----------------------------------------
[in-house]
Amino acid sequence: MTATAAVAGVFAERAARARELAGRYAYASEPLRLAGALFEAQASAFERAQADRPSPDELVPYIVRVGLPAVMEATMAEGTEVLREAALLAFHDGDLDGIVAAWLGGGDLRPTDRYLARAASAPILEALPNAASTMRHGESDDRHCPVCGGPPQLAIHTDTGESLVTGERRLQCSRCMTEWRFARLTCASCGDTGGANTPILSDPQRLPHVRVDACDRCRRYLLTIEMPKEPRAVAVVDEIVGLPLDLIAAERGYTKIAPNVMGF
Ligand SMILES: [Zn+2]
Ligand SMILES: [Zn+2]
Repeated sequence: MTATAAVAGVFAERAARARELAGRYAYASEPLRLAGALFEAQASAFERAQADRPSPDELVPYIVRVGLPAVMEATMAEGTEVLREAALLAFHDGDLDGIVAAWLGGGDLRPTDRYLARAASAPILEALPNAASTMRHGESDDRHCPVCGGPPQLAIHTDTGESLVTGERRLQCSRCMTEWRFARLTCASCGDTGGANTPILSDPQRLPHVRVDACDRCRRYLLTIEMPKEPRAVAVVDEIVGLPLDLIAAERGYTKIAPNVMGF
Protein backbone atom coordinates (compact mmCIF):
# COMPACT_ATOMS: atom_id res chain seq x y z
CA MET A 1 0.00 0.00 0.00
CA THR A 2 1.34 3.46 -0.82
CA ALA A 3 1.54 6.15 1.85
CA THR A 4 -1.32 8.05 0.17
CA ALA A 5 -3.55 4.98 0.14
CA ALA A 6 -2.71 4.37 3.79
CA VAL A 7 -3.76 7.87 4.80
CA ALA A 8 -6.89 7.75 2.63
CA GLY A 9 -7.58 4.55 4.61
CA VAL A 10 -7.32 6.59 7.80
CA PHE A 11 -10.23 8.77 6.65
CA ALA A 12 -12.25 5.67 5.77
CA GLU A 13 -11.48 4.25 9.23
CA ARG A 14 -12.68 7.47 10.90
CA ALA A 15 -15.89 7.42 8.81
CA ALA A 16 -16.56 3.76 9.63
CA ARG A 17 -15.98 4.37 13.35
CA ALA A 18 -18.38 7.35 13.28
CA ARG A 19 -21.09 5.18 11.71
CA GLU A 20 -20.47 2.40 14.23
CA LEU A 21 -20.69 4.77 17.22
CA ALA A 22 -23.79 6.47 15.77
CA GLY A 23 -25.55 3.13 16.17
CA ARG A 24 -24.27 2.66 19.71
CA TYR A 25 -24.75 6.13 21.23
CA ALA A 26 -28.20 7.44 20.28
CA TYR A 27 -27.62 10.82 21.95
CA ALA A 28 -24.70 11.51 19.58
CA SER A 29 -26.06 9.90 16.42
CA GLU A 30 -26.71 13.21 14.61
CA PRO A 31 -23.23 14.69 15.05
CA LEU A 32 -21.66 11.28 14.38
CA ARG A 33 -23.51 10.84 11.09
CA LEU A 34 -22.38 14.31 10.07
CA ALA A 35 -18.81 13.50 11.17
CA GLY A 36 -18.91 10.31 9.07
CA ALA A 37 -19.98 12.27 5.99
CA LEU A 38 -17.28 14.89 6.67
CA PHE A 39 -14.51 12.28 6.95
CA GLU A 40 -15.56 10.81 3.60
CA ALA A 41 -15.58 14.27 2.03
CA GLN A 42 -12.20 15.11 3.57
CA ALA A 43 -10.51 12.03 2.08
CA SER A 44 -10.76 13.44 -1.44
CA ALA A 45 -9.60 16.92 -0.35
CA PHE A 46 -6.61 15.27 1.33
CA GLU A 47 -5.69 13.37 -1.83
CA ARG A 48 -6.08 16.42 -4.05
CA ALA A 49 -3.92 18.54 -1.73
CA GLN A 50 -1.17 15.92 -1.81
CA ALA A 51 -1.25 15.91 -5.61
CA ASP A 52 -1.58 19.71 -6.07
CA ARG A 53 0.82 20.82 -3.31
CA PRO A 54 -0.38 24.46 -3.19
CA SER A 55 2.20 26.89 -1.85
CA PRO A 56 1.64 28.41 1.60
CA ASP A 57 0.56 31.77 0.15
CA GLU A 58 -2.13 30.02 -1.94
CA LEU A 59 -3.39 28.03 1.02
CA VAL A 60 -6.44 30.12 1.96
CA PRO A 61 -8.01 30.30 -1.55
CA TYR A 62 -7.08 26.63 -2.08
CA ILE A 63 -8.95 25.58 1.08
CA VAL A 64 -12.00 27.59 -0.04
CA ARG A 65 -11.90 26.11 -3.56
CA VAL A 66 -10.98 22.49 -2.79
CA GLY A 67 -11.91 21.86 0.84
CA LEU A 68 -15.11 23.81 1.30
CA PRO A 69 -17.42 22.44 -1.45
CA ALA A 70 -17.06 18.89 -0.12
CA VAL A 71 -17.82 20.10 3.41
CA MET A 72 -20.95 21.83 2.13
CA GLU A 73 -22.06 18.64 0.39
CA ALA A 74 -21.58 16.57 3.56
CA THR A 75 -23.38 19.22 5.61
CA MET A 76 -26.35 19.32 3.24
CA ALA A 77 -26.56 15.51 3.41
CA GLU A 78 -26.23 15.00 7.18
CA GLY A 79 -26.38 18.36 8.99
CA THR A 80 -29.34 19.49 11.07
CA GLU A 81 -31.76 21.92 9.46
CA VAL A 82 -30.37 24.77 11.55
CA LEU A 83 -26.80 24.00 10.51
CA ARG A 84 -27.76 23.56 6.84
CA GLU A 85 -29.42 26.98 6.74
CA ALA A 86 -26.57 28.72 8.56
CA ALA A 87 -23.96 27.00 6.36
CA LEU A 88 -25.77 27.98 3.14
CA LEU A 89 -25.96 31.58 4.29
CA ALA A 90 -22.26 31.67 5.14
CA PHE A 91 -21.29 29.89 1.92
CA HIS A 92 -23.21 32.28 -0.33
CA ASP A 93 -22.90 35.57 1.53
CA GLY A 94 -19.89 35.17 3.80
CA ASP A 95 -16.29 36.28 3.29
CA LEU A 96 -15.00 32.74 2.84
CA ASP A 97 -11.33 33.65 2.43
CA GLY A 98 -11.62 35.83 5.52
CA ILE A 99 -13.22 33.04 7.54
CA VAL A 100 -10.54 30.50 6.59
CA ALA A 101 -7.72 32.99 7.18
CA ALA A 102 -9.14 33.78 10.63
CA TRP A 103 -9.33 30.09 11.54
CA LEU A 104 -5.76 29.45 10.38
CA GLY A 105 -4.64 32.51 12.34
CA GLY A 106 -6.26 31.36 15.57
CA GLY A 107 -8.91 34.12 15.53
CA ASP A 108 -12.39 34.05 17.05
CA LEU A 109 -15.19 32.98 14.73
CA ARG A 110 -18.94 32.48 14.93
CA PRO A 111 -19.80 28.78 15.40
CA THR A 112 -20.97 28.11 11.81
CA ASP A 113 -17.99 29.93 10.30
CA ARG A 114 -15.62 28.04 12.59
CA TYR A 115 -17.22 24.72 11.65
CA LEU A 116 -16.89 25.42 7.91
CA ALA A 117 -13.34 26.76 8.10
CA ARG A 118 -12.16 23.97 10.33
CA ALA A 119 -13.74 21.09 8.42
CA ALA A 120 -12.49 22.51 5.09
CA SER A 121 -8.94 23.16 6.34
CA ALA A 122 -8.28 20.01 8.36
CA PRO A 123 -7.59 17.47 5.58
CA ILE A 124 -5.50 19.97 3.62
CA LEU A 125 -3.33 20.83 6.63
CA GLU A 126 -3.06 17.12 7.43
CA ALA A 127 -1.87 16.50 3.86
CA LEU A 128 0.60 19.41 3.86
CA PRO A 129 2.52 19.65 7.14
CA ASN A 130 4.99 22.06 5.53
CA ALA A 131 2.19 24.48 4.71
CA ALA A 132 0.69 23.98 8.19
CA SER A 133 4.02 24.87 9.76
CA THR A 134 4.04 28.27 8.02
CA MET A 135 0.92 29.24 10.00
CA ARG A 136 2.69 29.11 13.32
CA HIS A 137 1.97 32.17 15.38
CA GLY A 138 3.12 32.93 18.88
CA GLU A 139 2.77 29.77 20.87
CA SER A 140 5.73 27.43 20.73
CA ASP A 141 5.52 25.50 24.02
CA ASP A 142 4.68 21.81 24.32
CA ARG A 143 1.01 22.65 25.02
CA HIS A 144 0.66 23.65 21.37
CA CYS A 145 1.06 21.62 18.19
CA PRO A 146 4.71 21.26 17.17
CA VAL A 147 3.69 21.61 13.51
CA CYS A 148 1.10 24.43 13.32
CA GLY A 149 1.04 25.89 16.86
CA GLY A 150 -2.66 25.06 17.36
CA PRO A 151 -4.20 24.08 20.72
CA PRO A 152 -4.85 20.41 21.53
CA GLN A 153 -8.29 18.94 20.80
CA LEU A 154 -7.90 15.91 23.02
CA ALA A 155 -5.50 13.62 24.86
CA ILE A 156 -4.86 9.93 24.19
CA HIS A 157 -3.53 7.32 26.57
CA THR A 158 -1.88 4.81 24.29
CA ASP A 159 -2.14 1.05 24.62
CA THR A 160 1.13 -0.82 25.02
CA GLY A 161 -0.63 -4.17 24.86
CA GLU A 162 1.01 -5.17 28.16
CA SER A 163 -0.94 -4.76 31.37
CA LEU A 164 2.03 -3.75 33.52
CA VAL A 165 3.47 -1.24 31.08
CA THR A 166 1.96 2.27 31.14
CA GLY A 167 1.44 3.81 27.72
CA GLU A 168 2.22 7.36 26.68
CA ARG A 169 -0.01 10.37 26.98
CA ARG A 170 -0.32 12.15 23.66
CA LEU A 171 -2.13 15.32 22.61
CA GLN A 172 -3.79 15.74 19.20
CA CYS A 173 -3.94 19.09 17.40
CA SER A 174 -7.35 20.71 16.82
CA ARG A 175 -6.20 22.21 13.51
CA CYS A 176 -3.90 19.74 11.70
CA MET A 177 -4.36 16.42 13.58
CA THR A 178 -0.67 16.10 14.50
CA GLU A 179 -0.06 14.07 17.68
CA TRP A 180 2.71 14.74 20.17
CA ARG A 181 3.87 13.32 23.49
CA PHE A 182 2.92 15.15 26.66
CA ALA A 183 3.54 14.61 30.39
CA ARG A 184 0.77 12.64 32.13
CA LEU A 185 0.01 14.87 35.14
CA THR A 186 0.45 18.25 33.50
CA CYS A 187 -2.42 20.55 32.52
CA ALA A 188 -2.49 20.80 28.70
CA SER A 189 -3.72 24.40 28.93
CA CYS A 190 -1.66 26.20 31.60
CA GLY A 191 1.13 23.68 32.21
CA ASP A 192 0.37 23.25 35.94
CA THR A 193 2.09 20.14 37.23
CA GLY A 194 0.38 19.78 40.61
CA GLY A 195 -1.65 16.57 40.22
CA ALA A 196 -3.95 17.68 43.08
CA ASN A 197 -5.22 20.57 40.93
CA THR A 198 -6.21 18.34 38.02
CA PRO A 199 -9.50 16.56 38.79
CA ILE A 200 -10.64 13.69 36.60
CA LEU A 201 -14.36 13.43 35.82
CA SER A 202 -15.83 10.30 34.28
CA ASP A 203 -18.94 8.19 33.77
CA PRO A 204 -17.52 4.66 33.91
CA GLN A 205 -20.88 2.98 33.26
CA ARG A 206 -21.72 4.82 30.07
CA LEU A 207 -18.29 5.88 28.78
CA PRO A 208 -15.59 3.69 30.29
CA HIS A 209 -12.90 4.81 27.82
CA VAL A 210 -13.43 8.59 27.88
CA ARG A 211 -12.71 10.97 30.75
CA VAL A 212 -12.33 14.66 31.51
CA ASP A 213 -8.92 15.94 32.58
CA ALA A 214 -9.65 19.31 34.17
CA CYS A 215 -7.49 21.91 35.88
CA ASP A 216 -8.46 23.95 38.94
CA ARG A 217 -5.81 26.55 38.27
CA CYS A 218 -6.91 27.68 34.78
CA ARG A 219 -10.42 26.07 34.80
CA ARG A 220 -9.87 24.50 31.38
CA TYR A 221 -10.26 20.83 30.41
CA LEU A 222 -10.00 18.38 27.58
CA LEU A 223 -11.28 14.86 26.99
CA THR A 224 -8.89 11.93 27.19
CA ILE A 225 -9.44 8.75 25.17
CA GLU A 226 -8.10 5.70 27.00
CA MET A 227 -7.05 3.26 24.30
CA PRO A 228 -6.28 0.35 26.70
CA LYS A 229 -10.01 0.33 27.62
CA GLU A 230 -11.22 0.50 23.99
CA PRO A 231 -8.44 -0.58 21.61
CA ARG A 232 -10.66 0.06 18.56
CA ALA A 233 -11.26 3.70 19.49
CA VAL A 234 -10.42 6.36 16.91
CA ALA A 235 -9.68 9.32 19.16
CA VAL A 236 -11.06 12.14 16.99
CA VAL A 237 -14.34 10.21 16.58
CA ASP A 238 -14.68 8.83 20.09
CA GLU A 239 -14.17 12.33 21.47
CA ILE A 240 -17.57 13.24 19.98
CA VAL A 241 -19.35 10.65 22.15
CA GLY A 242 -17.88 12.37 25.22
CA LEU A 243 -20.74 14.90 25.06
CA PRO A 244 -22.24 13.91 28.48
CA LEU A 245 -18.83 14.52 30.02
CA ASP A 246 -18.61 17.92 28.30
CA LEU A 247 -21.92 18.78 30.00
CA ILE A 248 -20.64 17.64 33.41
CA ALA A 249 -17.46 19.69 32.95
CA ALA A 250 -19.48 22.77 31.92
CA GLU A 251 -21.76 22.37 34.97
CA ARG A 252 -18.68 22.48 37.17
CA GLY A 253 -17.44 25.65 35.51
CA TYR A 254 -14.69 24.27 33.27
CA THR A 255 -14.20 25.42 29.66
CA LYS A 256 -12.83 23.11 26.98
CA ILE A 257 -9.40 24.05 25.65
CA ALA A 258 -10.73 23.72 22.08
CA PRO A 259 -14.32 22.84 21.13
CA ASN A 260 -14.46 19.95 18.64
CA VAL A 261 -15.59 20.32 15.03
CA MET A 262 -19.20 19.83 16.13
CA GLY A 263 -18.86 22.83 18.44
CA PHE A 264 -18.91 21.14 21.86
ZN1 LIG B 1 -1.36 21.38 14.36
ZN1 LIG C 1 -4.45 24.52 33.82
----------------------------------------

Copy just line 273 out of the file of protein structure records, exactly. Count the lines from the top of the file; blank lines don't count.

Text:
ZN1 LIG C 1 -4.45 24.52 33.82